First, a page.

Thursday, September 17, 2009

The Possibility of Excessive Glibness as Romance in Eduardo Corral’s Poem “Caballero”

[Blogger's Note: Due to my inadequacies, I cannot figure how to post excerpts of a poem with its intended spacing on the page and resulting line breaks. Such representational problems don't do justice to the poem, so I please ask you to clink on the link to see Eduardo Corral's great poem in its entirety as it was meant to be seen.]

Recently in my creative writing class, I shared this observation: young male undergraduates rely too much on glibness; the females privilege sentimentality. I have no doubt that a lot of the CW bloggers would find something pedagogically unsound in making such a public statement in the classroom. And they might be right.

But I always find it amusing how many poetry teachers/bloggers claim to teach sophisticated, experimental texts in the classroom. Our students understandably have a difficult time offering a close reading of an Accessible Narrative Poem. Anyone who thinks differently hasn’t been in the classroom long enough, or hasn’t put enough pressure on students to find out how they really do go about analyzing a poem. Reading comprehension is what needs to be taught in our undergraduate classrooms. Like it or not. Only then can they interpret.

Even the most talented undergraduate struggles with identifying abstractions, interpreting connotations of a group of similarly charged words, teasing out ambiguity. And perhaps the most difficult thing to learn: active versus passive voice. Try it some time. It’s a doozy.

Yes: I teach Show, Don’t Tell. And that often, understandably, takes weeks for them to grasp.
Images make students jittery—they have to pause and linger. The males want to avoid that all together, and often their work is a summary of telegraphed punchlines.

I will hide Eduardo Corral’s poem “Caballero” from them. It’s a complete success in what exactly I fear my male students will do: list a series of telegraphed punchlines. This is the most surprising aspect of Corral’s poem: it’s a series of defiantly glib statements that accumulate in a genuinely romantic way. By the end, you find yourself thinking: Here is one of the most deservedly sentimental poems.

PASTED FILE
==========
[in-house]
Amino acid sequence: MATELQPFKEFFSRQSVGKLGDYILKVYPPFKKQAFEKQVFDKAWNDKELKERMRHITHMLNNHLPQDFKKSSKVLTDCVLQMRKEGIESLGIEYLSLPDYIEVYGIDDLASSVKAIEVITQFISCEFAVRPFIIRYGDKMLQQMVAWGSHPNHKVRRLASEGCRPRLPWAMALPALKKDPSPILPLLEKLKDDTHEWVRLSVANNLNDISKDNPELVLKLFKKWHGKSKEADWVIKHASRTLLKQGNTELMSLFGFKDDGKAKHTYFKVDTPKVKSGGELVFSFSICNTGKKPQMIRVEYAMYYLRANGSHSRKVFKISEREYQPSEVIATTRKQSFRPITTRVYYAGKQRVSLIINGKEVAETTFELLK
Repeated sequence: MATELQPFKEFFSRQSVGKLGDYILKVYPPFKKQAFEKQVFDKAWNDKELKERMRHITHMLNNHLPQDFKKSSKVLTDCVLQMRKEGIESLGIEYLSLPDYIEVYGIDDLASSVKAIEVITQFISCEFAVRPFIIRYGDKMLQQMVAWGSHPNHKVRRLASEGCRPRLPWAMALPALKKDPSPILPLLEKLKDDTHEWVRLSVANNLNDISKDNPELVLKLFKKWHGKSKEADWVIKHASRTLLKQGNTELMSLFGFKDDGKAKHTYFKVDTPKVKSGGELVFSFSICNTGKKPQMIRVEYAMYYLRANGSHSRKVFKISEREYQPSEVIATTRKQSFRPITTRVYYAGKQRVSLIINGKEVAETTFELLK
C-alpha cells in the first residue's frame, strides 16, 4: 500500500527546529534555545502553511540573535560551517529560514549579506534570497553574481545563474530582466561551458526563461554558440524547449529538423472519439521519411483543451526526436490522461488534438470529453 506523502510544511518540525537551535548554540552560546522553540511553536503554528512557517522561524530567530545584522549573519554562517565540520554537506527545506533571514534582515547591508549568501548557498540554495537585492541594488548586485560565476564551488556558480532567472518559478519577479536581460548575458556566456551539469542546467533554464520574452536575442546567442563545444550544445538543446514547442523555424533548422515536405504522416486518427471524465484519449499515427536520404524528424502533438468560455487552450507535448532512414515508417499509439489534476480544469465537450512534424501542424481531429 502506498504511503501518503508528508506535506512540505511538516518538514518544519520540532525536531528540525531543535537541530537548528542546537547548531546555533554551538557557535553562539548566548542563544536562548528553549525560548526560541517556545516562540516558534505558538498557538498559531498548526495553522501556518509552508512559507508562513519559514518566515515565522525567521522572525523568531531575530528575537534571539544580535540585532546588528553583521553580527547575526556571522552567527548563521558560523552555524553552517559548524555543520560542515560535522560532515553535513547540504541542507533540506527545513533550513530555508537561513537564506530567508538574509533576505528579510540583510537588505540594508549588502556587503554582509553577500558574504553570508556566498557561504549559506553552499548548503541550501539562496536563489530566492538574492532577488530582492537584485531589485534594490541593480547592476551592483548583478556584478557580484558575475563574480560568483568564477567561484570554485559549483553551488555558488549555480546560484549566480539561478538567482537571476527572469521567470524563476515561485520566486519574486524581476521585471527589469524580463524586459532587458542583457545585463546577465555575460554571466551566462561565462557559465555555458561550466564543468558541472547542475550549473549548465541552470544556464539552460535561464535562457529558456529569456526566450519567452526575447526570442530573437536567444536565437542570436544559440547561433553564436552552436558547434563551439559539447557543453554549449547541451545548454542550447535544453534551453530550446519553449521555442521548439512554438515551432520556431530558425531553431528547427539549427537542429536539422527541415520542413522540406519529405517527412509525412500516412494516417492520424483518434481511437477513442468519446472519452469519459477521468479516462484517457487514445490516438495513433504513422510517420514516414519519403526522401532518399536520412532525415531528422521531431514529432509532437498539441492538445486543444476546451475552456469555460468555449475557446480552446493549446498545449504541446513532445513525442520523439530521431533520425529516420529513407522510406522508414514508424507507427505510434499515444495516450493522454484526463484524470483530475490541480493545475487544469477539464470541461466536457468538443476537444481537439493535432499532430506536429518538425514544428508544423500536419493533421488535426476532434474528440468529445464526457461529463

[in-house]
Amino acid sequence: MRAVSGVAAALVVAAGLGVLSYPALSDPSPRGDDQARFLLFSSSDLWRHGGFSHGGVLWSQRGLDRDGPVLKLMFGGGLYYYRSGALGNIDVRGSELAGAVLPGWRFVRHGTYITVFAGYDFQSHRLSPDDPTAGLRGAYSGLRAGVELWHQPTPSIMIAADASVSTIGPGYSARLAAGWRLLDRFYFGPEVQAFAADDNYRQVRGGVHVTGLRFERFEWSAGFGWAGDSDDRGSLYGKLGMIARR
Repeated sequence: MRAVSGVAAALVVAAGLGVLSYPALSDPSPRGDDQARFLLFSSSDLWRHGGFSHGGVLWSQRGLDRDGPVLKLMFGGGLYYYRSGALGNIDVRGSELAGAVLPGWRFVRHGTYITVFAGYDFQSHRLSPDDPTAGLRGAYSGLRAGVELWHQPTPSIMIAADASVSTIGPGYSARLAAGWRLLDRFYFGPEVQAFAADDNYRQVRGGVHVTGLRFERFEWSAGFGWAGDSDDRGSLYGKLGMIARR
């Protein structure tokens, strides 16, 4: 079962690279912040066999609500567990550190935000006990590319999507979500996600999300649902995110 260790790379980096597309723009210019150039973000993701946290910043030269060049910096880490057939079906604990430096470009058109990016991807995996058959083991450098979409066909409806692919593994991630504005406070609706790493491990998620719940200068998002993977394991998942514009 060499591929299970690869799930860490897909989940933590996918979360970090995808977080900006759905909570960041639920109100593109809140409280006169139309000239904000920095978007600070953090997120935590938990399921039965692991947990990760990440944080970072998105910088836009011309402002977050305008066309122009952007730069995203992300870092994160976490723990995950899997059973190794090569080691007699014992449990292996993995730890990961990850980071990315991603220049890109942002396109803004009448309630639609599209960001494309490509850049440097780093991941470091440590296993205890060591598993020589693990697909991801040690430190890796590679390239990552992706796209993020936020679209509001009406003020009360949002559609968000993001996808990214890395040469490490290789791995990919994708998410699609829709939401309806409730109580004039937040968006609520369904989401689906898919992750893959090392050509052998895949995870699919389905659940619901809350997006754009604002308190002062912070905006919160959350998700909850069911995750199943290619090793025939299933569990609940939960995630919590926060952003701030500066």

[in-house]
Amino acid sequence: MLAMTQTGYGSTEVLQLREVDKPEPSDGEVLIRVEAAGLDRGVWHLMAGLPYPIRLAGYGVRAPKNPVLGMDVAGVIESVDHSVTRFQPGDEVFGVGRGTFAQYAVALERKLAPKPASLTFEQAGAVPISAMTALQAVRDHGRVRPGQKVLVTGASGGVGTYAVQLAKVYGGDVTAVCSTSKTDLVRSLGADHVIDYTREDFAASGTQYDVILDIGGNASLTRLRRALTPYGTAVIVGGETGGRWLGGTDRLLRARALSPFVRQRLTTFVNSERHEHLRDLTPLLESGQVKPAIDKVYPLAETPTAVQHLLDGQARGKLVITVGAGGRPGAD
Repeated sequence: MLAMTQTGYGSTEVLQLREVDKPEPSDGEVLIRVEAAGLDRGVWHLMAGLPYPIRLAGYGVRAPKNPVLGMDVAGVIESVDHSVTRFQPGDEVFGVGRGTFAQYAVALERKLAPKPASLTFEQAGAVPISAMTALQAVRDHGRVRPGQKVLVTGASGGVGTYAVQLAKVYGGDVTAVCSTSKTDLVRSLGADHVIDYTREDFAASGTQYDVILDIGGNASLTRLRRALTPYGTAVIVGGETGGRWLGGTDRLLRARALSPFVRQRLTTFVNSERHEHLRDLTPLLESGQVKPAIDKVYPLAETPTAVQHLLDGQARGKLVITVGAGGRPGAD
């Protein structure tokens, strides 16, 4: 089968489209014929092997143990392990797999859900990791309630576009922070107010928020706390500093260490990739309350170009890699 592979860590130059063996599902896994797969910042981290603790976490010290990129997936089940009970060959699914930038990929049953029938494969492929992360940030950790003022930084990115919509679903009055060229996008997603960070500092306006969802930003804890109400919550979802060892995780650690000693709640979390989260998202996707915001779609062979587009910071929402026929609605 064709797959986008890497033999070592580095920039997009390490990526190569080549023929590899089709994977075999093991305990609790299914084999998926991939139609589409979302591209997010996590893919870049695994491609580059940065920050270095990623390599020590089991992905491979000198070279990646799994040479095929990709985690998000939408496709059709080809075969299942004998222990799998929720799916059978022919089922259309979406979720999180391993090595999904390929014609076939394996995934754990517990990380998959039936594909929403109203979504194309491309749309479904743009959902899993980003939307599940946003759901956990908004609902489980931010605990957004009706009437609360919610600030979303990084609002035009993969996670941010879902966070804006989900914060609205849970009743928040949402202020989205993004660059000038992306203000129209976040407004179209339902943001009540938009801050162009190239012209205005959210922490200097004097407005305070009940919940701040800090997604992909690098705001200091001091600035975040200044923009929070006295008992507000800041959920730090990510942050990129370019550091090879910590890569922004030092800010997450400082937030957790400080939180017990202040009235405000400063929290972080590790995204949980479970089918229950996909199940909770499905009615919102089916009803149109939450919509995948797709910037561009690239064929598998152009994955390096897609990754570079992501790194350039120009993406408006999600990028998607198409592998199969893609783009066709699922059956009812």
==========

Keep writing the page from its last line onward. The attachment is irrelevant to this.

Corral’s poem taught me an important lesson: excessive glibness and genuine romance do not need to be mutually exclusive.

Corral’s poem is no more than a series of one-liners. And here, that’s all it should be. Not too many poets would dare to announce the punchline before it presents itself, setting us up with brazen line breaks and smart typographical arrangement.:

...Once a year
he eats a spoonful of dirt
from his father’s grave.
In his sleep
he mutters lines
from his favorite flick,
Contra Los Vampiros.

So many gay poems strive to be gritty in a false way: depictions of dull, anonymous sex, offering a blow job at a public park. Here’s the ultimately grittiness eating “a spoonful of dirt” undercut through the pathos of the next line (“from his father’s grave”). That pathos, too, though is deflated once we realize that he’s made a smart joke.

Or look at this:
When a word stalls
on his tongue he utters,
Sufferin succotash.
Stout. Apache-
dark. Curious
and quick.
He builds up the bridge
of his nose with clay.

Who cannot resist a somewhat somber poem that unexpectedly includes the phrase “Sufferin succotash."?

It takes a fun poet to also mine the potential laugh in a mere two-word fragment. Here we have the simultaneous use of “Apache” as a noun and adjective. That’s one of the wonders of poetry: how a line break can create more. In the best poems, there’s an abundance. Even in ones as compact and smartly overdetermined as this. This line break strategy invariably heightens the glibness:

lost in the desert,
he ate beak-
punctured pitayas;
pissed on his fingers to keep them warm.

Yes: the joke is telegraphed once again. But anticipation still results: the word beak standing in for the chicken as a whole, a meal, as well as it describing the injury to the cactus.

Is love ultimately as telegraphed as a joke? With the poem’s closure, (“When I ride him at night I call out/ the name of his first horse.”), I don’t know if the sentence is the quintessential declaration of love or a glib final punchline. With multiple readings, I don’t know if there is any differentiation between the two. Or that there should be.

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